10 Ideas to Conquer Digital Clutter

One of my goals for 2021 is to conquer digital clutter. That is a vague, ambiguous goal so I set a more specific, measurable goal to clear the digital clutter from my phone weekly. Generally my digital clutter falls into three categories: photos, notes, and websites. Here are ten ideas in these categories that will help you reduce the digital clutter.

Photos

This is the largest bit of digital clutter I have – and I bet most of you are in the same boat. Right now I have 685 photos on my phone. It is overwhelming to go back and declutter all of them so I am starting where I am. Each week I deal with those photos I took in the previous week. There are a few of the actions that you can take.

  1. Delete. I cannot be the only one who tries to carry too many things and ends up taking photos of the side of the car. Or trying to get a cute photo of the dog sleeping, I end up with 10 of the same snoozing pup. Delete the obvious, narrow down the precious.
  2. File. Screenshots fall into this category. Some examples might be the screen shots of books I want to read or products I might want to purchase. Each week I add to my To Be Read list on Goodreads, buy the item if is a no brainer, or add it to my Amazon wish list.
  3. Inspiration. Quotes, ideas, or other inspiration I want to use for Sustainable Sue work goes to Trello or Scrivener. Trello is a project management app where I can create a “card” with the quote (or whatever I took a photo of) and add it to the board. For example, the board might be quotes on digital clutter I could use in a post about the same topic. Then when I want to write about digital clutter, I pull that quote off of my Trello board and place it in the post.
  4. Save. Some photos I save for scrapbooking – these live in Lightroom. Each week I put a heart (on my iPhone – I bet Android has an equivalent) on those photos I want to save. On the first day of each month, I have a reminder that pops up telling me to move photos to Lightroom. I don’t have to scroll through 600+, I just get the hearts and move them to Lightroom and then delete from my phone once Lightroom is backed up.
  5. Share. I share memes and old photos with friends and family. Here is a gem that came up this week of me and The Girl back in the day.

Notes

This is the digital equivalent of Post It notes.I keep notes in a couple places on my phone so decluttering my notes is a critical component to conquer digital clutter.

  1. Lists. When I am driving down the road and need to capture a thought, I ask Siri to capture it and she adds it to my “Braindump list.” This is a catch all that is sorted at least weekly. Sometimes I add things to my calendar, sometimes things move to another list, sometimes things are deleted because I have no idea what I meant.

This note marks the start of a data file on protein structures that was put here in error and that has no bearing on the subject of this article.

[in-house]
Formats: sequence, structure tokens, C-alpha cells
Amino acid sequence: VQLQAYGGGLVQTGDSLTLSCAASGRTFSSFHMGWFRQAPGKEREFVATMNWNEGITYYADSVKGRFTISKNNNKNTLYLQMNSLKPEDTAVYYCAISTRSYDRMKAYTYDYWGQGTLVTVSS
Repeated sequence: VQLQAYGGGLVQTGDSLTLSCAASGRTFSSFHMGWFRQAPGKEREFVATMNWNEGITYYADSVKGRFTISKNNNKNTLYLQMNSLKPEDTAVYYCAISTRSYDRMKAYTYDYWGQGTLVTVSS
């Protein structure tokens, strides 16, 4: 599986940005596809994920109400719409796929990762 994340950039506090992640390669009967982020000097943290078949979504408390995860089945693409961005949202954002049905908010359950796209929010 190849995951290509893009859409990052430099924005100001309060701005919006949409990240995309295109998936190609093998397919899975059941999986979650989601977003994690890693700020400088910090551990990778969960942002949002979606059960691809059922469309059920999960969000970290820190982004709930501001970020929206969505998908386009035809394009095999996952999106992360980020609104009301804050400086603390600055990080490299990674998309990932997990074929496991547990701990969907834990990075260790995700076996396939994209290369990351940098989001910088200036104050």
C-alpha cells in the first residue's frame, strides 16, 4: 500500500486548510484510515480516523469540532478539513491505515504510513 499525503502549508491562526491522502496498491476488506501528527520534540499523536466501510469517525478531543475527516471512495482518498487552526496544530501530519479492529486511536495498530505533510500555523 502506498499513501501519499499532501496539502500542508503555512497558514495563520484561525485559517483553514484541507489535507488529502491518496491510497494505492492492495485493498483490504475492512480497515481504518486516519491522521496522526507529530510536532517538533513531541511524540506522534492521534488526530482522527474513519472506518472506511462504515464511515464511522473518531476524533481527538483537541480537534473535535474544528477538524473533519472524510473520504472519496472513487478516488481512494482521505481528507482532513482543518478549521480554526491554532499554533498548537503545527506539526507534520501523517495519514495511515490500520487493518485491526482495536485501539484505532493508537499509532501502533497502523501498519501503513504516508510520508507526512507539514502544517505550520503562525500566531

2. Notepad. This is another catchall spot that builds up. If I hear something meaningful I want to remember later I will open the Notes app and jot it down. Same with a website I want to check out later from a webinar I am watching or perhaps shared notes. But these notes are not helpful if they just live in the Notes app. Weekly I move them to a place that is more useful. This might look like any of these:
    • Set a time block in the upcoming week to review the website.
    • Move the quote to a Trello board.
    • Delete the idea that seemed brilliant in the middle of the night, but seems useless in the light of day.

Websites

This is a recent pain point for me. I am not sure when my browser got so out of control. Today I have 64 windows open. Experts disagree on if this impacts your phones performance or not. What I am interested in is whether or not this is Sustainably Productive. When you shine the lens of sustainability on 64 open Chrome tabs – no big deal. But the productive side of the equation is different. I can’t find a ding dang thing amidst 64 open windows. Not productive.

“Clutter is not just the stuff on your floor – it’s anything that stands between you and the life you want to be living.” Peter Walsh

For this task I set a timer as part of my weekly digital declutter session. 5 minutes to close windows. I start with the most recent and close. I look at the website that is open before closing it in case there is an action step I needed to take.  For example, I may have left the window open because I was halfway through paying for an online meal pick up for the week when the doorbell rang and I forgot to go back to it. Some windows are quick – when Facebook opens in Chrome, for example. No brainer – close it, I would rather use the app.

I would love to help you conquer digital clutter. Check out the Sustainable You Environmental Surroundings course to learn more today.